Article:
You need to work with boat 3 to significantly slow boat 4 moving her as close to boats 5 and 6 as possible.  If the boats are all about even with each other, boat 2 and boat 3 will each be able to gain control of boats 4 and 5 without giving up their respective positions.  From here you will run the necessary pass backs to move into a 2-3-4.  Typically, you will want to move boat 6 into 2nd place.

As boat 5 will typically attempt to gap boat 6, boats 2 and 3 will need to double team boat 4, making her go much slower than boat 5 is capable of slowing boat 6.  Upwind, this will consist mostly of one boat ragging, while the other is pinning.  Downwind, this will consist of a lot of teamwork, hooking boat 4 whenever possible.  If she breaks overlap with one of the boats and forces her downwind, the other boat should take over while the other reestablishes overlap with a couple of jibes, etc.

Boat 3: 

See Boat 2; the jobs are identical, as the two boats work as a unit.

Boat 6: 

You need to get to your help.  Boat 5 will try to gap you, and your job is to make this as difficult as possible.  Break overlap quickly downwind and force the gapping boat to sail forward.  Do not get hooked if you can help it, and do not let them take you out as a starboard boat.  When sailing upwind, avoid getting pinned, unless you are sailing toward your help.  Avoid a significant amount of tacking.  In desperate situations, you may have to jibe out of a pin to keep moving the race forward, but you should avoid this as much as possible.  Rely on your teammates to do their jobs, and they will spring you if you are able to keep pushing up the course.

2-3 Wins:








2-3-4 vs. 1-5-6

When these two combinations square off, there is a constant struggle between 2-3-4 remaining balanced, and boats 5 and 6 unbalancing the 2-3-4, gaining control of one opposing boat, and putting them in last.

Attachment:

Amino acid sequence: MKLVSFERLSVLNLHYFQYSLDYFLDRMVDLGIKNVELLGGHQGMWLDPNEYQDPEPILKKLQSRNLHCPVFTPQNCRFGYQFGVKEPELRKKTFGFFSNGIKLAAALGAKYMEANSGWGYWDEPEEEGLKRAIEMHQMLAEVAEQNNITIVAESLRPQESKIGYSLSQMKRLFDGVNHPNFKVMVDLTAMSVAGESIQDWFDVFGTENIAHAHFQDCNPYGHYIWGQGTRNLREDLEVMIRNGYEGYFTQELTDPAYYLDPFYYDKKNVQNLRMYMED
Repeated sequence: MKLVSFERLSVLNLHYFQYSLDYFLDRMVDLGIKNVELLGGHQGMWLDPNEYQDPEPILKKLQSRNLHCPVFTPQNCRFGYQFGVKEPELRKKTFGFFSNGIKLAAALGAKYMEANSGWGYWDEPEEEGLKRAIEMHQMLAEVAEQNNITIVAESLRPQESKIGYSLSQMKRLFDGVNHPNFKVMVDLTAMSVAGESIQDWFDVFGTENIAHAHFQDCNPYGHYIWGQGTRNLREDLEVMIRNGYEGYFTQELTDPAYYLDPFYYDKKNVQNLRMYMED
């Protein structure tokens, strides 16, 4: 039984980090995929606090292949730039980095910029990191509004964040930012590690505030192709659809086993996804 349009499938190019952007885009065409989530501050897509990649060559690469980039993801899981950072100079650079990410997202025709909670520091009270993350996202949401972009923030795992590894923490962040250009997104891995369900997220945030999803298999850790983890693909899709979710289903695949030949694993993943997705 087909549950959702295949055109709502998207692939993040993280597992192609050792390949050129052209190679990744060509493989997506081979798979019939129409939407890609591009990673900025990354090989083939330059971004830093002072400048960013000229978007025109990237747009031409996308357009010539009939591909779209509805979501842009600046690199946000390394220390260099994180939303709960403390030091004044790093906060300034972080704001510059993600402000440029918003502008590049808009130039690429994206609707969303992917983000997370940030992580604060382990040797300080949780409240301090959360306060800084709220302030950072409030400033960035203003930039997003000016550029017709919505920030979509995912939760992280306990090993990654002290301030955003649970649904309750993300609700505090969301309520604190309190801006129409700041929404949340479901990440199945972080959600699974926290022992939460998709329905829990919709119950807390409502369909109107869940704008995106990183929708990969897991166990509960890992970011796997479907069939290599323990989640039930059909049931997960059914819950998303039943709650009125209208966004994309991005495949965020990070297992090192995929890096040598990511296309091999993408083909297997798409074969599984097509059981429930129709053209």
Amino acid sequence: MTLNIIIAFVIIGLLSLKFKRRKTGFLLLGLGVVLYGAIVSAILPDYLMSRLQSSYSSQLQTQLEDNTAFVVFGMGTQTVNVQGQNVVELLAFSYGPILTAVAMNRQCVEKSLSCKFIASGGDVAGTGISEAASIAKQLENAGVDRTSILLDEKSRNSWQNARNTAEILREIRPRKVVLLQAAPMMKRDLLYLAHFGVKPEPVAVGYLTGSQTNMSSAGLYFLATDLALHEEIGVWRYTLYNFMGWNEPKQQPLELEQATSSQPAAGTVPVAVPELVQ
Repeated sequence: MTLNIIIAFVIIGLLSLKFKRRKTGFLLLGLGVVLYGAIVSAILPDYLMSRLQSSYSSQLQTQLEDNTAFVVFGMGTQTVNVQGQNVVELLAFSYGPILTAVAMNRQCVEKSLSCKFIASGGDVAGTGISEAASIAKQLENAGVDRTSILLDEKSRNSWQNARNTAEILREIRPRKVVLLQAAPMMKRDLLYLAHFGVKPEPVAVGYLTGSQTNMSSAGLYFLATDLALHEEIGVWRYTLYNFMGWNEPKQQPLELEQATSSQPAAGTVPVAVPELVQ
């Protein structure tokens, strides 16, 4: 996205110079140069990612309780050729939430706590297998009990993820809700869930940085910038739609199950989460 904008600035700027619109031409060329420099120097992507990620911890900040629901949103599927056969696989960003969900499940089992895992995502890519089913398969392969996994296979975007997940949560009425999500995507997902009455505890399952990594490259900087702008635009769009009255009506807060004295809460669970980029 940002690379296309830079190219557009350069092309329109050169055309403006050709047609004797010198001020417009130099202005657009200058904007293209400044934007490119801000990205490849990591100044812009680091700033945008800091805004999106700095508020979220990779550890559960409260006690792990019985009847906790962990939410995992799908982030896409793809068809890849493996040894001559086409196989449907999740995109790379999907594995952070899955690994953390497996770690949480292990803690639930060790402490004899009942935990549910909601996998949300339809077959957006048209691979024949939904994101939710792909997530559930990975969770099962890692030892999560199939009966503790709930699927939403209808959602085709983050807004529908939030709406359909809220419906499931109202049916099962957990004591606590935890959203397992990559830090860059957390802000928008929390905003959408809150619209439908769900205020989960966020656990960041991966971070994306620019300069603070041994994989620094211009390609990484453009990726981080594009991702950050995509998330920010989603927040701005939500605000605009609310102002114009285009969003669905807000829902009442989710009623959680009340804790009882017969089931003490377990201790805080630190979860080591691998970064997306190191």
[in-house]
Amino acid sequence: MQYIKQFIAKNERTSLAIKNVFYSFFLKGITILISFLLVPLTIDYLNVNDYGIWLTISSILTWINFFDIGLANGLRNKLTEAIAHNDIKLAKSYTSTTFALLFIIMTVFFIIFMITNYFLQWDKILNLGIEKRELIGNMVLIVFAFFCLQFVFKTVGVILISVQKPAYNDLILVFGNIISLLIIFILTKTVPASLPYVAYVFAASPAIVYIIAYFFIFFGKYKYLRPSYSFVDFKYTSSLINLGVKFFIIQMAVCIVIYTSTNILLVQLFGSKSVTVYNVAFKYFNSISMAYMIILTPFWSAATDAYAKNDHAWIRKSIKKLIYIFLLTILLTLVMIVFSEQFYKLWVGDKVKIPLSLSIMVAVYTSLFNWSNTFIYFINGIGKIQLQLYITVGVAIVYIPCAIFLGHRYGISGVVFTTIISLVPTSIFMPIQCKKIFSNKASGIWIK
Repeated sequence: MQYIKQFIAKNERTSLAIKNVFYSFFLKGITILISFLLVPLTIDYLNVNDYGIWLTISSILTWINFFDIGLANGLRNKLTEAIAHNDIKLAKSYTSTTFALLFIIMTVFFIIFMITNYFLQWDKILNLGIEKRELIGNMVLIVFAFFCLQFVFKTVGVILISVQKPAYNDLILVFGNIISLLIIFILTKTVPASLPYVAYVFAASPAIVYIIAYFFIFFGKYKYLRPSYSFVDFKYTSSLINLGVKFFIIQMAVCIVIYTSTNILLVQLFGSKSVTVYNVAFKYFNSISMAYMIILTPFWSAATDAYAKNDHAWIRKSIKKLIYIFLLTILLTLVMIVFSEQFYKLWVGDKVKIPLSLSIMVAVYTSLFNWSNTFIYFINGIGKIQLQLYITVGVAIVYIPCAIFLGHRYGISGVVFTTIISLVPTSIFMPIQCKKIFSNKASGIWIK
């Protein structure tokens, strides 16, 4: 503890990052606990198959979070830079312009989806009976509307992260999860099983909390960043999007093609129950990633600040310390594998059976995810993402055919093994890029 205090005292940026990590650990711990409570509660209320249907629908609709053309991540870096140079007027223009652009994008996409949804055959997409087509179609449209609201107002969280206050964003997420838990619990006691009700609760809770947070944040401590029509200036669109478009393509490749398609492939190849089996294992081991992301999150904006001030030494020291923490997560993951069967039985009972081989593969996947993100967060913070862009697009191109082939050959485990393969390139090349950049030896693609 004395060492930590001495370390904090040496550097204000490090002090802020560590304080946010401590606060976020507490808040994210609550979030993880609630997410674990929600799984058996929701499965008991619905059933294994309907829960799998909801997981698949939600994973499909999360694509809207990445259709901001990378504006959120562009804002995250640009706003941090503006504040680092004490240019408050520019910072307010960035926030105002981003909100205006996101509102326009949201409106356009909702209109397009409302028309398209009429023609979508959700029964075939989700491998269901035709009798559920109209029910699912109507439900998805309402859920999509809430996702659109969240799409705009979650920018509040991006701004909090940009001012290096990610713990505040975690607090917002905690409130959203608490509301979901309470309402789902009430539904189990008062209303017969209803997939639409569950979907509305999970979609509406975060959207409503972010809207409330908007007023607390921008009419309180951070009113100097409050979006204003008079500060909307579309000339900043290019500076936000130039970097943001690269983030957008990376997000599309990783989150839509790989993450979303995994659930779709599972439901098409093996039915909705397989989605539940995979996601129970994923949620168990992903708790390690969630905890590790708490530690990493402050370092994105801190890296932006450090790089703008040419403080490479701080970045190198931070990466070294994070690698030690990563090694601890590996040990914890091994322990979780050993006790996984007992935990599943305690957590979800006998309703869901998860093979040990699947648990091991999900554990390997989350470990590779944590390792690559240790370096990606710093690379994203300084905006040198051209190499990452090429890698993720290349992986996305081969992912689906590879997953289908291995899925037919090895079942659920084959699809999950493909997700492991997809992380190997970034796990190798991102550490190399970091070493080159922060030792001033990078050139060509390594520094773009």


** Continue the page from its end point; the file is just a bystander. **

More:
Boat 2: 

For the majority of the race, you are in a position where you are helping maintain balance between the pairs behind you, breaking ties whenever your teammates lose control of a boat, etc.

If you are in the 2 spot immediately around the mark, your role will change slightly.  In order to keep the race moving forward, you are in charge of protecting boat 4 from the trailing boats.

Boat 3: 

For the majority of the race, your job is to gain control of and balance boat 5.  Bring boat 5 towards boat 6 as often as possible by ragging on boat 5 whenever they sail away from boat 6, and pinning her at full speed when you sail towards boat 6.

If you are in the 3 spot immediately around the mark, your role will change slightly.  In order to keep the race moving forward, you are in charge of protecting boat 4 from the trailing boats.

Boat 4:

For the majority of the race, your job is to gain control of and balance boat 6.  Bring boat 6 towards boat 5 as often as possible by ragging on boat 6 whenever they sail away from boat 5, and pinning her at full speed when you sail towards boat 5.

If you are in the 4 spot immediately around the mark, your role will change slightly.  You will sail dead downwind, pushing the race forward much more quickly, forcing boats 5 and 6 into the control of your teammates.  When you eventually move into the 2 spot, you will assume that role.

2-3-4 Sailing Downwind






--
Boat 1:

You mostly have to remain patient, staying relatively close on upwind legs, preventing boat 2 from helping her teammates whenever possible. Set leeward mark traps to bring the group together, and possibly break up the 2-3-4.  If you try to do too much, particularly downwind, you will risk losing the 1st, and will leave an opportunity for the other team to move to an easy Play 1.

Ultimately, your largest priority is holding onto the 1st, while staying close enough to occupy boat 2, and keep them from doing their job whenever possible.

Boat 5:

You are working with boat 6 to catch one boat from the other team, quickly putting them in last.  Look for any and all opportunities to get the other team unbalanced.  Split with your teammate whenever possible, forcing them to work to stay in a 2-3-4.  On downwind legs, you will sail high to force an opponent to sail a lot of distance to control you.  This will give your teammate an opportunity to go low and pass one of the boats on the other team.

Boat 6:

Your job is similar to boat 5’s.  You will be the low boat in a high/low downwind.  Upwind, when you split up, force the boat that covers you to do a bunch of tacks, or anything else you can do to slow them down.  This will give your teammate an opportunity to pass the boat covering you, and you will have a chance to run a pass back from there.

See you on the water,

Zim Coach

No comments:

Post a Comment

Note: Only a member of this blog may post a comment.

About Zim

My photo

Our Mission: Provide high quality products at an exceptional value to the small boat sailing market.